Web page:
Boston Red Sox: 30 Greatest Players in Team History

15 of 31

View image |

17: Dwight Evans, OF (1972-1990)

As a premier defender with great pop and impressive on-base skills, Dwight Evans was a player who may have been a bit before his time. In today’s game of advance statistics where patient hitters with power and defensive skills are more appreciated than ever before, Evans would have been an absolute star.

That said, he was certainly known as a great player in his day. Evans 19 of his 20-year career with the Red Sox, Evans was a three-time All-Star, won two Silver Sluggers and took home eight Gold Glove awards.

The eight Gold Gloves are obviously impressive, but he likely would have taken home even more defensive awards if the outfield positions were split up from left to right as they are today. Evans was clearly the best right fielder in baseball for a very long time.

He did not develop much with his bat until later in his career, really taking off in 1981 where he hit .296/.415/.522, leading the league in home runs with 22, an OPS of .937 and 85 walks. Coupled together with his usual elite defensive play in right field, Evans came in third in AL MVP voting that season.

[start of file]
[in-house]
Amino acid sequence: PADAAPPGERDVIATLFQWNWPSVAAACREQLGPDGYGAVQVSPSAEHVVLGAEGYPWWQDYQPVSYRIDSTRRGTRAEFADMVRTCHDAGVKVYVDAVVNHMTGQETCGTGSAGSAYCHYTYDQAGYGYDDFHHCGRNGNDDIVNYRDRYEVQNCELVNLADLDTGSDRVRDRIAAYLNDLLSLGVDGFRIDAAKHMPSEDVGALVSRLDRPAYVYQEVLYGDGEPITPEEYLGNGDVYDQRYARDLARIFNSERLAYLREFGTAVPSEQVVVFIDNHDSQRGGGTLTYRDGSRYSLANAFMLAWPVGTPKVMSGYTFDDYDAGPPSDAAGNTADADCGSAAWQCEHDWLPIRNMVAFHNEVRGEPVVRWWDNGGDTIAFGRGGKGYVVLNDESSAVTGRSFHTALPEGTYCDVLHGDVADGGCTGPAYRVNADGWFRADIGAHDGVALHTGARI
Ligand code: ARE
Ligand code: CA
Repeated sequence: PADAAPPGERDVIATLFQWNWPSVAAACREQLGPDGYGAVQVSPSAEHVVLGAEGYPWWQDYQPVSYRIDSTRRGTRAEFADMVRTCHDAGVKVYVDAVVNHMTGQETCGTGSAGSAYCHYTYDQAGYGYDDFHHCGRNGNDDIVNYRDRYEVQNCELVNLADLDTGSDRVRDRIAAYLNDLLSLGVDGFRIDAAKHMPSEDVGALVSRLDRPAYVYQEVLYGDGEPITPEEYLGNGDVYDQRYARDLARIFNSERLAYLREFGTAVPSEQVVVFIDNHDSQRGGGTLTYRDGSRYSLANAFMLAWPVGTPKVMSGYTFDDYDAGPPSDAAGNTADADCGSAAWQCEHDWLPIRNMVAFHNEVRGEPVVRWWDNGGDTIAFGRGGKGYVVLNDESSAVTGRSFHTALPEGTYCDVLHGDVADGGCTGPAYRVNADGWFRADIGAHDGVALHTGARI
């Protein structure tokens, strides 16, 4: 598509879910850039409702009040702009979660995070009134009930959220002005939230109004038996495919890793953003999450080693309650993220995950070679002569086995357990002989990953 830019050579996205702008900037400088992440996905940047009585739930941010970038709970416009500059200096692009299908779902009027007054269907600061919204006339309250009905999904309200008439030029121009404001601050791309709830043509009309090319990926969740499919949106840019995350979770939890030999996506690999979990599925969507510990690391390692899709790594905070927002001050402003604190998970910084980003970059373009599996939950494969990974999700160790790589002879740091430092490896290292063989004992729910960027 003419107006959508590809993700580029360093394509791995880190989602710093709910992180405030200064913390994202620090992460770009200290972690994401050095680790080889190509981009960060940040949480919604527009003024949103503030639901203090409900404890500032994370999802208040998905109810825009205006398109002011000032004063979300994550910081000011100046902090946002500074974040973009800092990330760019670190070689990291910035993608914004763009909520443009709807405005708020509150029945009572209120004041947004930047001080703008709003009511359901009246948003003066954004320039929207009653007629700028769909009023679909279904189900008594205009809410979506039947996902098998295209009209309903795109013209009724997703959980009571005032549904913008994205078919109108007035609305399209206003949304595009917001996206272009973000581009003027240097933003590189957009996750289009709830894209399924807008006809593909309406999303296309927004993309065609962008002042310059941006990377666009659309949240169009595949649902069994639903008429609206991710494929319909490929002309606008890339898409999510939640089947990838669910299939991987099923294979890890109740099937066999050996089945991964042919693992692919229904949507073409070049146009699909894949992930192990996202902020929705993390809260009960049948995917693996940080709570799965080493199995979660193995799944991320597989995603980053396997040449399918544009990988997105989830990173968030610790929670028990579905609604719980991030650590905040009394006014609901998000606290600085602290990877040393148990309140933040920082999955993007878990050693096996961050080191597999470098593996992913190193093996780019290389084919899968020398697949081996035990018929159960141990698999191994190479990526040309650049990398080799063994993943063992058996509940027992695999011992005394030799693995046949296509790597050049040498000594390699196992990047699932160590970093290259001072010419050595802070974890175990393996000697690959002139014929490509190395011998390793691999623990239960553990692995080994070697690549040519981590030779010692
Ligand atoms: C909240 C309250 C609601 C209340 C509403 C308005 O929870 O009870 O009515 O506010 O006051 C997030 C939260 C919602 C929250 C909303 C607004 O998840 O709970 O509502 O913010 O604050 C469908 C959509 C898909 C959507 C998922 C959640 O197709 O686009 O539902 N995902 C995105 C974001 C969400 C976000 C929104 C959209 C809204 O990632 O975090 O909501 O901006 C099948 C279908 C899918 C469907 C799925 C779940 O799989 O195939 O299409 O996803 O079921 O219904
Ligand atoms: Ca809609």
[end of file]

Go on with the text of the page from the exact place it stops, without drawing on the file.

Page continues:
From that point forward, Evans became a strong force in the Red Sox line-up, leading the league the next season with a .402 on-base percentage, while also knocking out 32 home runs. His patient and powerful approach at the plate continued throughout his Red Sox career, as Evans lead the league with 114 walks in 1985 and 106 bases on balls in 1987. He also hit 29 and 34 home runs in those respective seasons.

His 251 home runs from 1981-1990 were the most hit by any player in the American League during that time. While it took him a while to get the bat going, Evans was clearly one of the most productive bats in baseball throughout the second half of his career. His skills may not have always jumped off the page, but Evans was an extremely well-rounded and reliable player for the Red Sox for many  years.

Next: Number 16